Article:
One man’s six favorite Bowie songs

Spoiler alert: 'Dancing In the Street' just missed the cut

David Bowie at the Canne Film Festival in 1983. (Credit: Photo by Richard Young/REX )

David Bowie at the Canne Film Festival in 1983. (Credit: Photo by Richard Young/REX )

For a long time David Bowie’s artistic genius flew over my head, partly because much of his most brilliant work came before my time and partly because, like most straight men. I tend to have a hard time seeing past guys dressing like this. At some point, though, I stopped dismissing him as “weird” and decided to at least try to get what all the fuss was about. It was a good decision.

The news of Bowie’s death surprised almost everyone. Nearly as surprising were the superhuman lengths he went to leave a parting gift of his genius. I still don’t completely get Bowie, and it’s doubtful I ever will. I do know, however, that these six Bowie songs – along with many others – are welcome on my playlist any time:

Rebel Rebel (1974). A girl I had a crush on kicked off a mix tape she made for me with this jam when all I knew about David Bowie was “Let’s Dance.” The opening guitar riff hit me with a jolt, and while the tape is long gone the girl isn’t. In fact, she’s my wife, and she’s still the coolest chick I know. That’s a pretty good trade.

Lazarus (2016). I paid only a little attention when I saw this single drop from Bowie’s new album, Blackstar, last week. I paid a lot more when I was stunned at the news it was also his last album and realized its implications. Nobody seems to know exactly when this video was filmed, but it was certainly after his terminal diagnoses. Watching a man who is months if not weeks from dying and knows it raging against the end one final, futile time is sobering, and you don’t have to wonder what he’s thinking – it’s all right there in the chilling lyrics.

China Girl (1983). “My little China girl, You shouldn’t mess with me, I’ll ruin everything you are” – and this after visions of swastikas in his head. As a kid, I didn’t understand the menacing tone or the completely intentional politically incorrect nature of the video, but a guitar riff that borders on parody coupled the blues picking of a then-unknown Stevie Ray Vaughan makes the song endlessly listenable and unrecognizable from the original that appeared on Iggy Pop’s 1977 album The Idiot.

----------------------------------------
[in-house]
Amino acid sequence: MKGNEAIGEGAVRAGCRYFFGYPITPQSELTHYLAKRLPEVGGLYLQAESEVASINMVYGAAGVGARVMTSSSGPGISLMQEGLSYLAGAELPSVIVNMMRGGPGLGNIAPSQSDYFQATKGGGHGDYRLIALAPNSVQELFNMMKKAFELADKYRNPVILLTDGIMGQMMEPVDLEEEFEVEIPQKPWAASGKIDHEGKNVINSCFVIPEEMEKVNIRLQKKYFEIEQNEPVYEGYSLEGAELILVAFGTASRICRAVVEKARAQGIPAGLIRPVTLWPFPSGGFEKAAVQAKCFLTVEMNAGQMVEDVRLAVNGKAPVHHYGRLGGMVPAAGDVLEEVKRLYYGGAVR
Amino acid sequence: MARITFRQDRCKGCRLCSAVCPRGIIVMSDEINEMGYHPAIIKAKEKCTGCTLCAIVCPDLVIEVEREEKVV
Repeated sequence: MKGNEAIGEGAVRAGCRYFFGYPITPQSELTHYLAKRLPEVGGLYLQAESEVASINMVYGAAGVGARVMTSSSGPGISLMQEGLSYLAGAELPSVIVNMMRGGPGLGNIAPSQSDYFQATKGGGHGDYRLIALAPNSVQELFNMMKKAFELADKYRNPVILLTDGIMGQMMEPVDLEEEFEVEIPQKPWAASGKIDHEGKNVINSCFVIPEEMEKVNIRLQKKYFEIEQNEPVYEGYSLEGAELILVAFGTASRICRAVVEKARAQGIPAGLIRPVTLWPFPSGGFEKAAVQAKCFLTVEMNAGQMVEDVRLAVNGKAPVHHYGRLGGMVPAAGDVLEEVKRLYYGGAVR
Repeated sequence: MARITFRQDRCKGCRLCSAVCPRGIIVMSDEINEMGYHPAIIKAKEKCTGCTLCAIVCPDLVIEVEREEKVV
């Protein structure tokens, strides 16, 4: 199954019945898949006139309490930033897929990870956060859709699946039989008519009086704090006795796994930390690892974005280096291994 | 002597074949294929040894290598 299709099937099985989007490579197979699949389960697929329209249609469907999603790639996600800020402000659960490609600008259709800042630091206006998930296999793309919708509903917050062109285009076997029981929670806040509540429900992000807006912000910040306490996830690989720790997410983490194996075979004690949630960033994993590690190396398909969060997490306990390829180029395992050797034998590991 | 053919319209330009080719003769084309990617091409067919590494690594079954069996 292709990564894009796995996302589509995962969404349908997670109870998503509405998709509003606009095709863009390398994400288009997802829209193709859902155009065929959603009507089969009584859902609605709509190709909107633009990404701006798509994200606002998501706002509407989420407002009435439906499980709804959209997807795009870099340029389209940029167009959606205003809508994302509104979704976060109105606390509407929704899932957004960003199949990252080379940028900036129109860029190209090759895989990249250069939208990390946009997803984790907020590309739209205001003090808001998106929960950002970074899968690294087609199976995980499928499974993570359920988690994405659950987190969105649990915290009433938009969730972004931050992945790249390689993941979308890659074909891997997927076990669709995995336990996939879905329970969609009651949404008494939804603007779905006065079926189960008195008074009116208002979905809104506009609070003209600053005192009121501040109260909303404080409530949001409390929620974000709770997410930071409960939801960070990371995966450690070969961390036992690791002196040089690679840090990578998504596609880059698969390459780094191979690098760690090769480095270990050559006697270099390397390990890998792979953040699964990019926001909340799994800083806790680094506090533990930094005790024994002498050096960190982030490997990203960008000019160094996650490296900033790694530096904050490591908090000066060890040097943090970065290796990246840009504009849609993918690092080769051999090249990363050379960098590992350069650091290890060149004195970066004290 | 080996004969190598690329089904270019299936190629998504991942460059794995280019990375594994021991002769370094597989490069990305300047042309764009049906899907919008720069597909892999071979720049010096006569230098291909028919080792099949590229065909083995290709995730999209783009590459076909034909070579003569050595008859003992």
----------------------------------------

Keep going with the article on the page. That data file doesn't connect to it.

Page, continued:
Space Oddity (1969).  You can tell from the opening guitar strum and the foreboding Stylophone in the background that things aren’t going to end well for Major Tom, but your heart still breaks every time he asks ground control to tell his wife “I love her very much, she knows.” Gravity did its special-effects best to capture the pure terror of being alone in space, but there was no ridiculous ride to safety on a refrigerator door or whatever the hell Sandra Bullock did at the end of that movie for the doomed protagonist here – only a hopeless, drawn-out and very, very lonely end. “Planet Earth is blue, and there’s nothing I can do.” Yikes. Curiously, the BBC played “Space Oddity” during its coverage of the Apollo 11 moon landing. It made Bowie a household name, though he wondered if they’d ever actually listened to it.

Under Pressure (1981). In high school, the world is a limitless possibility of fantastic futures. Then you hear “it’s the terror of knowing what this world is about, watching some good friends scream ‘let me out!“, and from that moment on you can never shake the nagging feeling that maybe it isn’t and you just don’t know it yet. Technically a Queen song that I first heard on my dad’s Greatest Hits cassette, “Under Pressure” was a revelation I played endlessly. The closing crescendo is even more striking in this recording of the song’s isolated vocals.

Modern Love (1983) is the opening track on Let’s Dance, the record that earned Bowie tens of thousands of new followers of which I was one. Little did I know at the time he and his longtime fans loathed the album as a giant sellout, but like many things ’80s and all things Bowie (well, except for that unfortunate duet with Mick Jagger) it has aged well. There’s nothing vanilla or poppy about the blues power chords Vaughan uses to announce the single to the world, and if there’s one Bowie song my daughter will have to suffer through for as long as I’m around it’s this one.